TORONTO — Premier Doug Ford will meet with his cabinet tonight to discuss the possibility of making it mandatory for healthcare and education workers to be fully vaccinated against COVID-19, sources tell CTV News Toronto.
The Ford government has previously sidestepped questions about making vaccination mandatory for some frontline workers but it has faced increasing pressure to do so in recent weeks amid a fourth wave of the pandemic that has seen case counts double every nine days.
Last week a range of stakeholders, including the Ontario Medical Association and the Ontario Public School Boards’ Association, all issued statements calling on the Ford government to mandate vaccination for some workers.
Sources also tell CTV News Toronto that Chief Medical Officer of Health Dr. Kieran Moore is pushing for some sort of mandatory vaccination policy for healthcare and education workers behind the scenes.
“If the reports are to be believed Ontario’s doctors applaud the government’s move to mandate vaccines for all healthcare workers. In fact, our organization has been on the record up to four weeks ago calling for full vaccination for health-care workers so that they can protect themselves, their parent their patients and their communities,” Ontario Medical Association President Dr. Adam Kassam told CP24 on Monday afternoon. “We know that vaccines are the best way to control the spread of COVID-19 and are an essential component in protecting our patients, our friends and families.”
Some hospitals have already introduced vaccine policies, including the University Health Network which is now requiring that unvaccinated employees submit a negative rapid test prior to showing up for work.
Kassam, however, said that in mandating vaccination for all healthcare workers the province would be taking a “significant step forward.”
Toronto Mayor John Tory also welcomed the prospect of mandating vaccines for some workers during a press conference earlier on Monday, noting that the city hopes to make an announcement concerning its roughly 35,000 workers later this week.
“I look at it kind of like second-hand smoke. We accepted years ago that we’re not going to interfere with the right of anybody to smoke, people can smoke if they want. But what they don’t have the right to do is to smoke in the presence of other people in public places like that and have those people potentially get sick from second-hand smoke and nobody quarrels with that anymore,” he said. “I think this is the same kind of illness. Yes, of course everybody has rights but there’s also such a thing as well as the collective rights of all the people to be healthy, including the 80 per cent that have gone and got one dose and the 75 per cent that have gotten both doses.”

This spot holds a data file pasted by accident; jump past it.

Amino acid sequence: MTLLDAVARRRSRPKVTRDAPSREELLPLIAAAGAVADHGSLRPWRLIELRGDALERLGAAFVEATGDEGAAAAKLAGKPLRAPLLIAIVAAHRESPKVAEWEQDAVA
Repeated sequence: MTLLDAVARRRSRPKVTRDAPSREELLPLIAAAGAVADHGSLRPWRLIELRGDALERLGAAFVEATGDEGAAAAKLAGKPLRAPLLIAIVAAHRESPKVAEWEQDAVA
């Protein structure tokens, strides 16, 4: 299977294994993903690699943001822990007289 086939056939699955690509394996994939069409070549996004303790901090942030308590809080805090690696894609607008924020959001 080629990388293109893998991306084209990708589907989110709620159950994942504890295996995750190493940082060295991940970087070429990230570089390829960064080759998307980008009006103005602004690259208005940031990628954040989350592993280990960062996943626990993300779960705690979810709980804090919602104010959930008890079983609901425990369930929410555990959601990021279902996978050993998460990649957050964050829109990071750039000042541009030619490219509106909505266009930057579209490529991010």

‘WE ARE NOT DONE WITH COVID YET,’ FORD SAYS
Tonight’s cabinet meetings comes as cases counts continue their upward trend and Ford warns Ontarians that “we are not done with COVID yet” and that the virus “will be something we live with for a while longer.”
Ford made the comment during a speech to delegates at the annual Association of Ontario Municipalities conference on Monday morning.
Ford’s comments come amid a fourth wave of the pandemic that has led to an exponential rise in case counts over the last few weeks.
In fact, Ontario’s science table now estimates that cases are doubling every nine days. The effective reproductive number has also risen to a level not seen since the spring of 2020 with each person who contracts the virus passing it on to an average of 1.44 other people.
“This is a virus that will exploit any opportunity, any weakness in the system to mutate and become even more lethal,” Ford said. “You only need to look south to see what can happen if we let our guards down and how quickly a variant can devastate an unvaccinated population. COVID will be something we live with for a while longer and we must always stay prepared.”
During his speech on Monday, made virtually, Ford lauded Ontario’s vaccine rollout which he said has been “among the most successful anywhere in the world.”
But he said that despite the “incredible progress” Ontario has made, COVID-19 appears to be here for the foreseeable future.
For that reason, he said that his government will continue to make investments in “fortifying” Ontario’s hospital capacity and protecting its schools.
To that end, the Ministry of Education has announced that it is working with public health units to hold a series of vaccination clinics targeted directly at students and education workers.
It says that the clinics can operate before, during or after school hours and can either be on school property or off-site.
As of August 15, more than 69 per cent of eligible youth have received a first dose of the COVID-19 vaccine and 56 per cent are fully immunized.
“There is much work left to be done, but there is no better team than this one…we can handle whatever comes our way,” Ford promised during his speech.
“So, let’s be hopeful…let’s stay resilient…let’s get through this challenge and on to the next one.”
With files from CTV News Toronto’s Colin D’Mello